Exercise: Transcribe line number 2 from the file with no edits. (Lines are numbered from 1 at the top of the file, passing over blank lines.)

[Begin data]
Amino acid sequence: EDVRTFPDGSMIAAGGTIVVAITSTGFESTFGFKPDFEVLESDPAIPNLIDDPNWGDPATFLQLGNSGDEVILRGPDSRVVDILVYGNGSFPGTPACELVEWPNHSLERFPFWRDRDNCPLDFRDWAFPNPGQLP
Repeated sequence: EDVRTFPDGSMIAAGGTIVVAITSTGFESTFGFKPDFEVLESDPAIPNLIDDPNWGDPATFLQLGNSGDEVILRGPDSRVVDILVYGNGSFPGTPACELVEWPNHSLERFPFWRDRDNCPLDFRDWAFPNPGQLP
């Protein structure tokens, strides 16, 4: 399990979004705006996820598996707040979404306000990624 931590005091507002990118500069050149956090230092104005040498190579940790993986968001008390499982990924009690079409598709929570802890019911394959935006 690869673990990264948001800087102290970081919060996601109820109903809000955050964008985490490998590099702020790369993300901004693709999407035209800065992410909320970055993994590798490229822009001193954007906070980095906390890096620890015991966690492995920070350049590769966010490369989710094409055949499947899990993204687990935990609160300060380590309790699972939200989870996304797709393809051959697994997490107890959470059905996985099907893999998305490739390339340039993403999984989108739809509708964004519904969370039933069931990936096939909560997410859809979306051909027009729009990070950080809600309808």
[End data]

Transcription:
Repeated sequence: EDVRTFPDGSMIAAGGTIVVAITSTGFESTFGFKPDFEVLESDPAIPNLIDDPNWGDPATFLQLGNSGDEVILRGPDSRVVDILVYGNGSFPGTPACELVEWPNHSLERFPFWRDRDNCPLDFRDWAFPNPGQLP